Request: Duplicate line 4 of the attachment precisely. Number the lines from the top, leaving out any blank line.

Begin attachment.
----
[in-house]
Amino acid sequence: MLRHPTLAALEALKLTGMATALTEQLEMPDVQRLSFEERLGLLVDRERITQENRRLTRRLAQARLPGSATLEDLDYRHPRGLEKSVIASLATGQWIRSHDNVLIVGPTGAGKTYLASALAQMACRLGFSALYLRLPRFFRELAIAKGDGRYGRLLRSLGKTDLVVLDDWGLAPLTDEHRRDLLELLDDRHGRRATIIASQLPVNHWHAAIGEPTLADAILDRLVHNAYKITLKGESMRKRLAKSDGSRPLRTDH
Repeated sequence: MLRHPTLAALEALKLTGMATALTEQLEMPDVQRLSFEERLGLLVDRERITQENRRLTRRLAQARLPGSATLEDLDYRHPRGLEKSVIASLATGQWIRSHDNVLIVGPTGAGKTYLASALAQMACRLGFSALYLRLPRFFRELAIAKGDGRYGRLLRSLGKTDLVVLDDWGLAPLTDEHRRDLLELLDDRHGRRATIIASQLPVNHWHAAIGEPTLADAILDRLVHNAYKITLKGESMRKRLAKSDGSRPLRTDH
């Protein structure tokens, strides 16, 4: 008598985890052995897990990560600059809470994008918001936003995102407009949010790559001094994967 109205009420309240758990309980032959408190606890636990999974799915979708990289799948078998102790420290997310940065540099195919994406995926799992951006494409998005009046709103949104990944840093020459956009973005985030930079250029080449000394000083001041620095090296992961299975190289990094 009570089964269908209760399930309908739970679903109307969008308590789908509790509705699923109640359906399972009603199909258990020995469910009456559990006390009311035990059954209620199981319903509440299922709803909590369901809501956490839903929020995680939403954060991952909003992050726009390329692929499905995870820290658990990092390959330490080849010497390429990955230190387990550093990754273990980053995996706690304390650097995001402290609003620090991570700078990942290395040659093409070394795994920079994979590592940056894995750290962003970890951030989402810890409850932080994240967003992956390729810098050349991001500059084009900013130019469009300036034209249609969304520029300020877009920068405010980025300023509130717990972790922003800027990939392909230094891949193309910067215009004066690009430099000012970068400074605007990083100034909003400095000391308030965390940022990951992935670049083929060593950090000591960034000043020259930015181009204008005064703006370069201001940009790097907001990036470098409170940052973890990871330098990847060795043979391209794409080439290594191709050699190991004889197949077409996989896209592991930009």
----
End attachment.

């Protein structure tokens, strides 16, 4: 008598985890052995897990990560600059809470994008918001936003995102407009949010790559001094994967 109205009420309240758990309980032959408190606890636990999974799915979708990289799948078998102790420290997310940065540099195919994406995926799992951006494409998005009046709103949104990944840093020459956009973005985030930079250029080449000394000083001041620095090296992961299975190289990094 009570089964269908209760399930309908739970679903109307969008308590789908509790509705699923109640359906399972009603199909258990020995469910009456559990006390009311035990059954209620199981319903509440299922709803909590369901809501956490839903929020995680939403954060991952909003992050726009390329692929499905995870820290658990990092390959330490080849010497390429990955230190387990550093990754273990980053995996706690304390650097995001402290609003620090991570700078990942290395040659093409070394795994920079994979590592940056894995750290962003970890951030989402810890409850932080994240967003992956390729810098050349991001500059084009900013130019469009300036034209249609969304520029300020877009920068405010980025300023509130717990972790922003800027990939392909230094891949193309910067215009004066690009430099000012970068400074605007990083100034909003400095000391308030965390940022990951992935670049083929060593950090000591960034000043020259930015181009204008005064703006370069201001940009790097907001990036470098409170940052973890990871330098990847060795043979391209794409080439290594191709050699190991004889197949077409996989896209592991930009």